Levesque delivers his vocals with a passionate pain only hinted at on previous releases and Harney’s turns at the mic are tentative and slightly off kilter, but both are tapping into the same well of emotion with different but highly effective results. Musically, Levesque and Harney stew up a sonic gumbo that’s like a family’s handed down, unwritten recipe; a dash of Polyphonic Spree (“Living 2 Die, Dying 2 Live”), a pinch of Beach Boys (“If Everything Falls Together”), a sprinkle of Chuck Prophet (“Changes Is”), a bit of eels (“El Sincero”) and a hint of Beatles throughout.
Levesque’s guitar spirals and soars but it’s Harney that gives White Ink, Black Ink its fascinating atmosphere, providing beat-skipping syncopation behind the drums and a lilting presence behind the keyboards. Levesque and Harney do what they please and what pleases them, and past and present efforts provide equal evidence that no matter where the duo steps next, it will be a step in the Wheat direction.
Married couple/bandmates Tommy Allen and Sarah Cronin may have started Drug Rug in the intellectually formidable confines of Cambridge, Mass., but they’re California dreaming through a gauzy haze of muted Pop psychedelia and partly sunny harmonies that hint at the darker side of the ’60s/’70s surf and sand sound. Drug Rug taps into a broad range of the quirkier aspects of SoCal Pop and Roll — remember, the area that nurtured The Byrds and The Beach Boys also hatched mutant Rock spawn like Frank Zappa and Captain Beefheart.
On Drug Rug’s sophomore album, Paint the Fence Invisible, Allen and Cronin (and intermittent bandmates Julian Cassanetti and Carter Tanton) envision a lilting Pop sound that melds the psychedelic campfire singalongs of Beachwood Sparks with the off-kilter Pop splendor of The Turtles, the propulsive Rock pulse of The New Pornographers, the Folk magnificence of Mamas and the Papas, and all of it directed by the oblique strategies of a beach-blanketed Brian Eno. “Haunting You” has the jaunty and ironic feel of a lost Timbuk 3 track translated by Lindsey Buckingham and Stevie Nicks, while “Don’t Be Frightened” sounds like an acid-washed mash-up of Shonen Knife, the New Porns and Spanky & Our Gang and “Coffee in the Morning” imagines John and Michelle Phillips Indie-fied in My Morning Jacket’s studio barn. At just over 32 minutes, Drug Rug’s only sin on Paint the Fence Invisible is omission. More, please and soon.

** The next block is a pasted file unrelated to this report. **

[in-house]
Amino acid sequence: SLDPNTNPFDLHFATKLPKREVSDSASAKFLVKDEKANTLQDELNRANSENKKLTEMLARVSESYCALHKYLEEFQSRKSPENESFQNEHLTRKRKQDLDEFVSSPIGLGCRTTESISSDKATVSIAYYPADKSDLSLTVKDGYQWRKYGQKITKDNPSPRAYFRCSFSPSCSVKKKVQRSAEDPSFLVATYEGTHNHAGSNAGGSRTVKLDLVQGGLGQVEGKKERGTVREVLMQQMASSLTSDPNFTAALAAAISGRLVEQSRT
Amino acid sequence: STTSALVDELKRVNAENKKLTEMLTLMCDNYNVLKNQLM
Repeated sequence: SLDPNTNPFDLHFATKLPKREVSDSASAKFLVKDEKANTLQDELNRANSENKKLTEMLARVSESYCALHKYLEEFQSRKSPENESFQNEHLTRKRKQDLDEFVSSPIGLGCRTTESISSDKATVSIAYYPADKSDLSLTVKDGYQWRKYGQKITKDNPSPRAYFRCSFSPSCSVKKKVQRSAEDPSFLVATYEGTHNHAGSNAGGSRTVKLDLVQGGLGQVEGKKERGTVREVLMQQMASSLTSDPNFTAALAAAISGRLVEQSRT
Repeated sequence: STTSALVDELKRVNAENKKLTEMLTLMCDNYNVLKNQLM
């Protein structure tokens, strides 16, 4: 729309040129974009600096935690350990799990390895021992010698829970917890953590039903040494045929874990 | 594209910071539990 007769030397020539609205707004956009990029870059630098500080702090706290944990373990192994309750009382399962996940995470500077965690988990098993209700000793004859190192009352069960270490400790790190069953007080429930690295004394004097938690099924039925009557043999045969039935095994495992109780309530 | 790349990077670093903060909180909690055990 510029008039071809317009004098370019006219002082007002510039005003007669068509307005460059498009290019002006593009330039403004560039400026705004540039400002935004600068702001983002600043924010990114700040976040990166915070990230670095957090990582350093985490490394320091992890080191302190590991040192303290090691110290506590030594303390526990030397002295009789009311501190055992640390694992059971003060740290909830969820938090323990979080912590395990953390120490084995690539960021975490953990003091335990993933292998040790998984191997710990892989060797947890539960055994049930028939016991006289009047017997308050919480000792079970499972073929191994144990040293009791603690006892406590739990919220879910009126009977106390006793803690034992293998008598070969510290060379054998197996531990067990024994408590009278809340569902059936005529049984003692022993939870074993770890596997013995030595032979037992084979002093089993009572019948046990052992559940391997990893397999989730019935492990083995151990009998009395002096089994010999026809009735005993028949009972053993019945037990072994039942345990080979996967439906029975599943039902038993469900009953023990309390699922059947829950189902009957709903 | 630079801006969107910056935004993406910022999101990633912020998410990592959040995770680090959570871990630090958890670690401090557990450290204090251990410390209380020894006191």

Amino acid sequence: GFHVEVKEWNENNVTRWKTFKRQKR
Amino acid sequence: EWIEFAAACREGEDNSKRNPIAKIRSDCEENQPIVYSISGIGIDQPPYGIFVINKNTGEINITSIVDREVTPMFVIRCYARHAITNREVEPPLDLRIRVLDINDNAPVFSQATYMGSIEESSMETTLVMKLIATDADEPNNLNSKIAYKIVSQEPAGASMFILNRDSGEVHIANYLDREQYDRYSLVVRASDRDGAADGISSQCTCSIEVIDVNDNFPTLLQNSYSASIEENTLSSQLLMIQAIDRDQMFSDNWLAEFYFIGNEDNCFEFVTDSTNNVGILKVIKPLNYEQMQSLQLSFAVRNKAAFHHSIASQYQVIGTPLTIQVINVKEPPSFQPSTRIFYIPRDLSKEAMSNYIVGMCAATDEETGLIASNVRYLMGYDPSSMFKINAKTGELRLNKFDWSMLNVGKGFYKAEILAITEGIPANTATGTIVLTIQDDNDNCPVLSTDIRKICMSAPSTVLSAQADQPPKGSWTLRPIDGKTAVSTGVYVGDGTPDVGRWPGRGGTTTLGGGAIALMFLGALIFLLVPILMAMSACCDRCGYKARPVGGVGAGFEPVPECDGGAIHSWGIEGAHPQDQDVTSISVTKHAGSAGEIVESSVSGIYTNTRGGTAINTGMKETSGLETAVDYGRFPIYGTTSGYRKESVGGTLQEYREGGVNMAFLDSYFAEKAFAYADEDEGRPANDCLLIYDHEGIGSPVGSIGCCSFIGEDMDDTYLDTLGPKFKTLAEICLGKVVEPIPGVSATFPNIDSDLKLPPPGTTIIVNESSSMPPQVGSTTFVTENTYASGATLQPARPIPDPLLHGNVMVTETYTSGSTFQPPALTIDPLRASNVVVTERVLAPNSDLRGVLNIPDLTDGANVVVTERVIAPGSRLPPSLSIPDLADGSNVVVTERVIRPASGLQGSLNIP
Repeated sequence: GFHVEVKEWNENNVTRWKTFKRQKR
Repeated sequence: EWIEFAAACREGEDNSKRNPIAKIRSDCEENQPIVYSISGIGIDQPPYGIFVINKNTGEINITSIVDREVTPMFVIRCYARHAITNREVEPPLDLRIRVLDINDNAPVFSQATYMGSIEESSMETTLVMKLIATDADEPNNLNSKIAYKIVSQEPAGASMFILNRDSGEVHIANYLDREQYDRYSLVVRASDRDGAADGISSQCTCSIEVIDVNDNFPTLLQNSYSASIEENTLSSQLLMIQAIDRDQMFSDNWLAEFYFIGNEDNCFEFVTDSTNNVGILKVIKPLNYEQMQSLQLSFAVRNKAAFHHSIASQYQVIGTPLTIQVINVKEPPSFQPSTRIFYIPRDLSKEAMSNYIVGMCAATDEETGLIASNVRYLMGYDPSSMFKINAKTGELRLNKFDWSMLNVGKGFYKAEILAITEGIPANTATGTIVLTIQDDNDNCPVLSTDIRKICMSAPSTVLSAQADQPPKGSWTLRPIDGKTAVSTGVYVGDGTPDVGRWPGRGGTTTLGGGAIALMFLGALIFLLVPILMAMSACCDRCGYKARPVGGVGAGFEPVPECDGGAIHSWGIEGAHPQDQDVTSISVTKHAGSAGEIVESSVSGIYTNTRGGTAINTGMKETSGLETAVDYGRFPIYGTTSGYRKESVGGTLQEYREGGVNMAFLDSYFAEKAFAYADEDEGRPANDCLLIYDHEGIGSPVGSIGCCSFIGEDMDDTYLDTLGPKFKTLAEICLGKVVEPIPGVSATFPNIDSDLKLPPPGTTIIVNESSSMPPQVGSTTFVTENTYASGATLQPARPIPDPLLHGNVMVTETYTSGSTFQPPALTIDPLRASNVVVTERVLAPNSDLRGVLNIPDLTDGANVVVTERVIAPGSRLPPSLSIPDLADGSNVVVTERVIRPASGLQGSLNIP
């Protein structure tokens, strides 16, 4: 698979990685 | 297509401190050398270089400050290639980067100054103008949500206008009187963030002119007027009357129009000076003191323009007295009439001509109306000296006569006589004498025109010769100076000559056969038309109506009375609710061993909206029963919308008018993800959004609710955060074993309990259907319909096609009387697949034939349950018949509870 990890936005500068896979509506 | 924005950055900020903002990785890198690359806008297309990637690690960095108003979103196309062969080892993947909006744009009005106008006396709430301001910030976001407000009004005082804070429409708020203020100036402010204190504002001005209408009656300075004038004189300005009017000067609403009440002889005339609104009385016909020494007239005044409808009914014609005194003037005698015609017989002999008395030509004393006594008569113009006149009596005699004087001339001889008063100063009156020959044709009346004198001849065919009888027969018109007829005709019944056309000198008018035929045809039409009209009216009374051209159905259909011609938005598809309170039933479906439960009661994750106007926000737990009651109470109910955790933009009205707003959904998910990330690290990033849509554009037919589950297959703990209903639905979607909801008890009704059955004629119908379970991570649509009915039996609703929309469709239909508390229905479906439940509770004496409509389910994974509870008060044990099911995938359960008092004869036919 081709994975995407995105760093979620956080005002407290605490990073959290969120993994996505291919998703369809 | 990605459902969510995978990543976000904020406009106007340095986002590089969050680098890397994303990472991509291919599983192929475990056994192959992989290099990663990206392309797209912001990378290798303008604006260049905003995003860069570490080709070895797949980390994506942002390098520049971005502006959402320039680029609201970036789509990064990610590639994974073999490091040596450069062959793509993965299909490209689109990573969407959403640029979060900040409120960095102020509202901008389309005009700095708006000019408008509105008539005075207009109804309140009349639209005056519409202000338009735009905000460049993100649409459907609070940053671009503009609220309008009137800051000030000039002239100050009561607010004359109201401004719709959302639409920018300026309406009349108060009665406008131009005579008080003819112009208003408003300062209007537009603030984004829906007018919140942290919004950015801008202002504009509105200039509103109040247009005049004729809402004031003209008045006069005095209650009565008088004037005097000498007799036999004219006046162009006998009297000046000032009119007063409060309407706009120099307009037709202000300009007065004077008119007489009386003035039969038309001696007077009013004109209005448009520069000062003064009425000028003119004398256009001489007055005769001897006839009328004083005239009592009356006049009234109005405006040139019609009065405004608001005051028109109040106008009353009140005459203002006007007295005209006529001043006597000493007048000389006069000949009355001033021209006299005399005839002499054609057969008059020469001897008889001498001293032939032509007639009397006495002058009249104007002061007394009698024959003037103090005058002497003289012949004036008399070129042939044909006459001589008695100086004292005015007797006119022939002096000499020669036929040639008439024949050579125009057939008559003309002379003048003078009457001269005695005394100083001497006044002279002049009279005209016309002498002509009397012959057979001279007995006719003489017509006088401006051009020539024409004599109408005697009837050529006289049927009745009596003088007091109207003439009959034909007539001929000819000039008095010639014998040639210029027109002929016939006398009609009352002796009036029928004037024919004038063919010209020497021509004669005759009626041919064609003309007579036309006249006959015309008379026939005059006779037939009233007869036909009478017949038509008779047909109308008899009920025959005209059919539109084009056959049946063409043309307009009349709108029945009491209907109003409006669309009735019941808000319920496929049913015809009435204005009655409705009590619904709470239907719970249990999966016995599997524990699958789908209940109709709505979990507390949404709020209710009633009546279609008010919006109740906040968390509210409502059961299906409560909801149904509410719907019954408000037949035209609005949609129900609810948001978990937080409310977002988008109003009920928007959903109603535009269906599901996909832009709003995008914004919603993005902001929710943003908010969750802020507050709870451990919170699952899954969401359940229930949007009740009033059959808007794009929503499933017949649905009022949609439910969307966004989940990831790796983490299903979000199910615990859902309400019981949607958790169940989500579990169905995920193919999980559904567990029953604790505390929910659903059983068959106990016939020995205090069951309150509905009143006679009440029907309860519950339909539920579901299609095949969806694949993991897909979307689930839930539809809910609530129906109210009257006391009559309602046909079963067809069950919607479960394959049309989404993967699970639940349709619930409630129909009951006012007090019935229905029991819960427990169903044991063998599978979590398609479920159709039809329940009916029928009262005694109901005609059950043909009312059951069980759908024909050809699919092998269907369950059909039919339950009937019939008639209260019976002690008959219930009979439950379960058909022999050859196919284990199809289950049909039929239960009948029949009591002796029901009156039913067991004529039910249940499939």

Trevor Hall’s eponymous major label debut would be an amazing accomplishment even if it was just your garden-variety first album by your standard 22-year-old. But there is absolutely nothing ordinary about Hall. The South Carolinian was playing and writing music early on; for his 15th birthday, Hall’s father gave him time in his friend’s recording studio, resulting in Hall’s first album. The following year, Hall attended L.A.’s Idyllwild School for the Arts, eventually leading him to relocate to California after graduation. Hall had already signed with Geffen by then, but the reorganizing label dropped him after releasing a four-song EP. Undaunted, Hall recorded This is Blue, an acoustic album with percussionist Chris Steele, and self-released it.